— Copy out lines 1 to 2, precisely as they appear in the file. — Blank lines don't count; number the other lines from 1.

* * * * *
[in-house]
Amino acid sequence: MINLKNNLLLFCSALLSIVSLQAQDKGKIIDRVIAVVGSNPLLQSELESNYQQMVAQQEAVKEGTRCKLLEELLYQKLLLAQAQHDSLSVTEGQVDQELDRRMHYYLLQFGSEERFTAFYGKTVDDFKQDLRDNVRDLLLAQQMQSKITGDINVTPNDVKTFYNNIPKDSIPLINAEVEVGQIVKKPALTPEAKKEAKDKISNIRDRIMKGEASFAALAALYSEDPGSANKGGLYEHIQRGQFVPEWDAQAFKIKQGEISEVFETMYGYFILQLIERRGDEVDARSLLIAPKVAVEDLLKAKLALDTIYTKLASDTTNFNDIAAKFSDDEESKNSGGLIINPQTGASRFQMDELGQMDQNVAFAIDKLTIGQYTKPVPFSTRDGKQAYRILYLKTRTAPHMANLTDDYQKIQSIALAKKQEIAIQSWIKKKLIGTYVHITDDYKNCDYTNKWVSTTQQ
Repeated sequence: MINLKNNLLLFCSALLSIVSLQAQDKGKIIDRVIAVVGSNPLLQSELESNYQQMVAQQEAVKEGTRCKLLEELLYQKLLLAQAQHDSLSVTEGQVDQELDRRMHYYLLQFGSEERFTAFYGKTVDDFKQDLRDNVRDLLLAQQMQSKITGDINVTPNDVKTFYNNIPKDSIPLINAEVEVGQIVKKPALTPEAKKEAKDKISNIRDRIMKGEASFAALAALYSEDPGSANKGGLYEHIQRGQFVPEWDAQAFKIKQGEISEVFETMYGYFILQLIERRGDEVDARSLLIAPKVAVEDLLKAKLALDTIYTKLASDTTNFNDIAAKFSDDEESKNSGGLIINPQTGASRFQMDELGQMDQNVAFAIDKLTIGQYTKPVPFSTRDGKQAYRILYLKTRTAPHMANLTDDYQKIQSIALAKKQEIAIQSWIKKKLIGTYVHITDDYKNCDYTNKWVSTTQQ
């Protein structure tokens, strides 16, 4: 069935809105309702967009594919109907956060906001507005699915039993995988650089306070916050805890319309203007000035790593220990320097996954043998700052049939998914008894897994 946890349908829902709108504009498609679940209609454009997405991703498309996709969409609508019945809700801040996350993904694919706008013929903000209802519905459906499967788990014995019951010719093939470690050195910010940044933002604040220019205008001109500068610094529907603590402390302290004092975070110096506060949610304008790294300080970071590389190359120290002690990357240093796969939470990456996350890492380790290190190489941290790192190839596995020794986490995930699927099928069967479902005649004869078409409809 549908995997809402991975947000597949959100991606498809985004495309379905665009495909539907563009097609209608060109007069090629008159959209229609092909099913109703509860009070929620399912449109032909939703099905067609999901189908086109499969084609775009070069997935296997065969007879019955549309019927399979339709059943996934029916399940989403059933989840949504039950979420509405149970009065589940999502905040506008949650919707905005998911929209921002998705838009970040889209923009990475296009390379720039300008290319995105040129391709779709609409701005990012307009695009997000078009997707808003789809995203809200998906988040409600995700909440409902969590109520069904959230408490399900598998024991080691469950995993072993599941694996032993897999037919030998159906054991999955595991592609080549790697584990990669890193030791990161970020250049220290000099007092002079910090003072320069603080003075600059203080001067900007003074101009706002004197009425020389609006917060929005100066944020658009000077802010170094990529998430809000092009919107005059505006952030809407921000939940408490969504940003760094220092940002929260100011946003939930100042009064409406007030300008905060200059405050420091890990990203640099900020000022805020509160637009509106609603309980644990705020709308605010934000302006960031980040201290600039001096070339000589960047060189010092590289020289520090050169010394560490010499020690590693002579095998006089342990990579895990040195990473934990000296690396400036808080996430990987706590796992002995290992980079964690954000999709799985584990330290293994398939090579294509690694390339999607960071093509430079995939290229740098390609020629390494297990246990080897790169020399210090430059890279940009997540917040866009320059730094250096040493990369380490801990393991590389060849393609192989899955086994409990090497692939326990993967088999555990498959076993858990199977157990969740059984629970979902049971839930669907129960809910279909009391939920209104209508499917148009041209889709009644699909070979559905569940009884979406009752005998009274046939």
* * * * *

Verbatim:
[in-house]
Amino acid sequence: MINLKNNLLLFCSALLSIVSLQAQDKGKIIDRVIAVVGSNPLLQSELESNYQQMVAQQEAVKEGTRCKLLEELLYQKLLLAQAQHDSLSVTEGQVDQELDRRMHYYLLQFGSEERFTAFYGKTVDDFKQDLRDNVRDLLLAQQMQSKITGDINVTPNDVKTFYNNIPKDSIPLINAEVEVGQIVKKPALTPEAKKEAKDKISNIRDRIMKGEASFAALAALYSEDPGSANKGGLYEHIQRGQFVPEWDAQAFKIKQGEISEVFETMYGYFILQLIERRGDEVDARSLLIAPKVAVEDLLKAKLALDTIYTKLASDTTNFNDIAAKFSDDEESKNSGGLIINPQTGASRFQMDELGQMDQNVAFAIDKLTIGQYTKPVPFSTRDGKQAYRILYLKTRTAPHMANLTDDYQKIQSIALAKKQEIAIQSWIKKKLIGTYVHITDDYKNCDYTNKWVSTTQQ